Maybe you and your family have already attempted to have "the conversation." You know the one: the discussion about your and your spouse's assets and what will be done with those assets during the rest of your lives and after you pass away. Perhaps, because of your children's sibling rivalries, the family conversation turned to one about gifts and inheritances and about who deserves more or less of the assets based on "good" or "bad" behavior. If things continued this way, you likely skipped over the most important aspect of this conversation: how the assets will be used to pay for your health care during retirement and how much that health care will cost.
Moving beyond the fear
Most people are aware that life expectancies are on the rise, but we put off thinking about getting older, getting sick or infirm, and having to pay for health care for a prolonged period. Medicare and Medigap premiums, deductibles, and co-payments alone will consume a significant portion of your income. And long-term care expenses can quickly drain even a large nest egg. Recognizing the complications posed by financing health care in retirement can make you fearful and even more reluctant to make any decisions on the matter.
But your family conversation won't yield a viable plan or a shared understanding without honest and insightful preparation and soul-searching. Asking yourself (and your family) questions about physical, financial, and legal matters is a helpful starting point. You may find it less stressful to review each concept separately. Once you have some answers, you can piece them together to arrive at guidelines for your family's conversations. And those conversations can lead to building an action plan.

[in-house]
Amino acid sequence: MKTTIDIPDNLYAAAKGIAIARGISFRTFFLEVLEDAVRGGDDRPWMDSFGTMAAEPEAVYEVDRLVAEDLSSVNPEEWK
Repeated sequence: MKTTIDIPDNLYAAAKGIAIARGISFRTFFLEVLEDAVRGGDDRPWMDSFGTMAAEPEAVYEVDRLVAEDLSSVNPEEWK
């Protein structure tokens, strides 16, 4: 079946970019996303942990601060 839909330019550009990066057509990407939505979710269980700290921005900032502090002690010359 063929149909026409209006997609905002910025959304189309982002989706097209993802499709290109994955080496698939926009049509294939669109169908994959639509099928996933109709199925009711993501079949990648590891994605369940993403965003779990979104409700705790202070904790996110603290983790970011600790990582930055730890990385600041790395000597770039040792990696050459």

Looking back to get a clearer picture of the future
Before you begin wrestling with your own ideas and concerns, think about your parents' and grandparents' experiences:
- How old were your grandparents when they died? What illnesses were common among other family members of their generation? You may remember that your grandmother was very forgetful, but you likely don't remember a diagnosis of dementia.
- Does longevity run in your family? How old were your parents (and your spouse's parents) when they died? Or are your and your spouse's parents still alive? Are they in good health are declining physically or mentally?
- What were some lessons learned from your grandparents' and parents' final years? For example, did an uncle or aunt—or brother or sister—take on the caregiving? How did the caregiver feel about that? It's common for one sibling to feel saddled with caring for aging parents and grow to resent his or her siblings for not helping with those responsibilities.
- What is the probability that you or your spouse will live much longer than the other? If one of you incurs large health care expenses during retirement, will the other spouse be able to continue living in his or her current lifestyle?
How and where do you want to live?
Now, think about how you want to age and how you want to use your assets for your care: